Democrat Jesse Laslovich celebrated his victory with a “couple of Shirley Temples” Tuesday night after defeating Republican Dick Motta to become senator of District 43.
With 28 of 34 precincts reporting at midnight, Laslovich was ahead 5,685 votes to Motta’s 2,302.
Laslovich, 28, said he hopes to continue the reform of Montana’s prison system by allowing judges to choose whether a person convicted of a crime should be sentenced to prison or rehabilitation. He added that he wants to provide more funding for education and continue supporting “clean energy” bills.
He is also exploring the option of running for Senate leader in next week’s pre-session caucuses.
The Democrat’s victory galled his conservative counterpart, who said he lost because of a strong liberal constituency in District 43.
“I think Anaconda is so heavily Democratic, it pretty much eliminated the likelihood of me winning,” Motta said.
However, Motta, 69, said he is glad he gave Montanans in his district a choice.
“I at least gave Laslovich some opposition,” the retired businessman said. “I gave the people of Anaconda, Philipsburg, Drummond and Deer Lodge the opportunity to voice their opinion. That’s all I could do.”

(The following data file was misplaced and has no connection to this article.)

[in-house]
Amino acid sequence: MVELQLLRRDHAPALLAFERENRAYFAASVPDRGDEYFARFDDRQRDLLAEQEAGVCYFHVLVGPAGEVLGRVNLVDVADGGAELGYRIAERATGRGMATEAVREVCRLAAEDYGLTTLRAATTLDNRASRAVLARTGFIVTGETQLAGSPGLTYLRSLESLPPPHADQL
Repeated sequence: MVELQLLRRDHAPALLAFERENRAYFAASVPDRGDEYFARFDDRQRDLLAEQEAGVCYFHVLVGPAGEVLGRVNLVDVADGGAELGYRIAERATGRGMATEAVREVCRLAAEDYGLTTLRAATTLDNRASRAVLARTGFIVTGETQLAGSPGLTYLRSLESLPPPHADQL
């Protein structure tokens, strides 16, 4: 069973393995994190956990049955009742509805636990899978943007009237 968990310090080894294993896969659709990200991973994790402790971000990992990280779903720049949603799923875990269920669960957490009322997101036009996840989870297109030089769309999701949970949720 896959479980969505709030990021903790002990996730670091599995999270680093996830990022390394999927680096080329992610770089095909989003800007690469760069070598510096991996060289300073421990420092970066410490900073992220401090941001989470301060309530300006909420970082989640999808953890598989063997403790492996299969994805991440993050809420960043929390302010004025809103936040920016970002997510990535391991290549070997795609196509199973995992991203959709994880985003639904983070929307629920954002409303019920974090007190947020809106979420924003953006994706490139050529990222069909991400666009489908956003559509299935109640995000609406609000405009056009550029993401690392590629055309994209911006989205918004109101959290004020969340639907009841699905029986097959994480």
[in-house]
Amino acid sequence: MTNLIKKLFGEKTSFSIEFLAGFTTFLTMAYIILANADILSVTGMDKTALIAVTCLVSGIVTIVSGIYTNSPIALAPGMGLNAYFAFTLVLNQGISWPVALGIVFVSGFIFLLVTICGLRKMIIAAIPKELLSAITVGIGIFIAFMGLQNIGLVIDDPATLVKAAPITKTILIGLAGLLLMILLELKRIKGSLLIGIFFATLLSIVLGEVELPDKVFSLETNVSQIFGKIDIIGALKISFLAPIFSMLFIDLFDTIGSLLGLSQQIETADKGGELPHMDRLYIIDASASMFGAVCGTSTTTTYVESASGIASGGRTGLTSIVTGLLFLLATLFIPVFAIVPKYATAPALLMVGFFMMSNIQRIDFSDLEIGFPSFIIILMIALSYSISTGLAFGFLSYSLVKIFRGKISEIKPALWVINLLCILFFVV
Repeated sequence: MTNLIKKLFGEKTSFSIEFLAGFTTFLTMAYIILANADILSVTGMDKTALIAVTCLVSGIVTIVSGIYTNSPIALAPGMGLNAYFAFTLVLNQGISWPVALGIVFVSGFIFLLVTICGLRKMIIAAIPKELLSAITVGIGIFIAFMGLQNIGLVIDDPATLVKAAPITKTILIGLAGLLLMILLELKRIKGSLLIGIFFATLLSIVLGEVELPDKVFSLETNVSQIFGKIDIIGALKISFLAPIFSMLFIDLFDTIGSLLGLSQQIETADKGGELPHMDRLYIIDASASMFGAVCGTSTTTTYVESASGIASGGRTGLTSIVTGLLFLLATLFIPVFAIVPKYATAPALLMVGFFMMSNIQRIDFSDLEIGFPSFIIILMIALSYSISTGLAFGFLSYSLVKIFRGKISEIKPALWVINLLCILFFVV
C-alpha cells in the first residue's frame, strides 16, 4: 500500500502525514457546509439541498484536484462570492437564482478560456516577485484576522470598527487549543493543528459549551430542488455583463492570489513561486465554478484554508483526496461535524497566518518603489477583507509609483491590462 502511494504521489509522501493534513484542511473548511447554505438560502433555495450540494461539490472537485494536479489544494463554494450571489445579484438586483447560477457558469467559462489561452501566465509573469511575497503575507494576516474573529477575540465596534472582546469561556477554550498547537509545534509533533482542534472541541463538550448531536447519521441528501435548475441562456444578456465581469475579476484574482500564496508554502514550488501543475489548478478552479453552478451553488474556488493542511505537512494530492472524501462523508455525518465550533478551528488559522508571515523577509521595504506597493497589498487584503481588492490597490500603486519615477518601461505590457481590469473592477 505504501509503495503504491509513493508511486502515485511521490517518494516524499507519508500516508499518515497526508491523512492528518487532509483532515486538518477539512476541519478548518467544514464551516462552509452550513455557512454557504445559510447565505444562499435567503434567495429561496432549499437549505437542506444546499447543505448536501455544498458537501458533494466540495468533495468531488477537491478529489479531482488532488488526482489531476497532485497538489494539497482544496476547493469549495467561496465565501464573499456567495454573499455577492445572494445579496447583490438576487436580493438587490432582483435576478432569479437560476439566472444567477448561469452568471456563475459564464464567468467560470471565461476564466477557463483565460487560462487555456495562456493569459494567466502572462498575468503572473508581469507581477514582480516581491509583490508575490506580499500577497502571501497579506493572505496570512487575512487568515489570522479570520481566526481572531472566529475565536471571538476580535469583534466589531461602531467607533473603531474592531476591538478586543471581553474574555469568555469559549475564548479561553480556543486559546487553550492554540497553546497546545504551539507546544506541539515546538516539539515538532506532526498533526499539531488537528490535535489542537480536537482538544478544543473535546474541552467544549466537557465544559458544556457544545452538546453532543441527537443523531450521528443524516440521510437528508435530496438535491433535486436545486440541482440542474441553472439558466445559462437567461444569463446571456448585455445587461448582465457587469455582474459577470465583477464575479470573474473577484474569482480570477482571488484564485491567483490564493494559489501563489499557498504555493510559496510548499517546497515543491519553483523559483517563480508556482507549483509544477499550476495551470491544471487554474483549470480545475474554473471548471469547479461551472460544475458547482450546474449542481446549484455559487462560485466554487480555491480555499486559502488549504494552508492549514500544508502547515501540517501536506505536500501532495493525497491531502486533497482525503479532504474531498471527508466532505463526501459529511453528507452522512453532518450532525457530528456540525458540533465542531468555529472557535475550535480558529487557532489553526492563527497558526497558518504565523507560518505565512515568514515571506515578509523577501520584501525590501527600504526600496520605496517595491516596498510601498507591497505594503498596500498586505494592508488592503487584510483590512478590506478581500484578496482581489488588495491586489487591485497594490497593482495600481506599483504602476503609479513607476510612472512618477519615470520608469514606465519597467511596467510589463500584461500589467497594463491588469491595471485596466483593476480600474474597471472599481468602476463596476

However, Motta said he is still angry that state ethics officials have not investigated the legal residency of Laslovich.
“Jesse and his wife have lived in Helena two years,” Motta said. “I don’t care if he is going to move back to District 43. The point is; he isn’t here now.”'
Motta filed a complaint in July, but still hasn’t heard back from the Commissioner of Political Practices.
“I got pretty frustrated with the whole thing,” Motta said. “Nobody wants to get back to me on whether or not Laslovich is a resident of Montana. I think it’s a gross dereliction of their duties.”
For his part, Laslovich said that because he still maintains a permanent residency at his parents’ house in Anaconda, his candidacy is valid.
“Motta made my residency the main issue, and clearly people disagreed,” Laslovich said. “That says more than anything to me.”
Laslovich plans on finding work at a law firm in the district after the legislative session is over next spring.
“Today was a pivotal point for me,” Laslovich added. “I at least have time to line a job up before May. If all else fails, I’ll work for my dad at the construction company.”
Motta said that “it’s a sad day,” but he’s not planning on running for Senate in the future.
“What can I say?” Motta said. “I’m a loser.”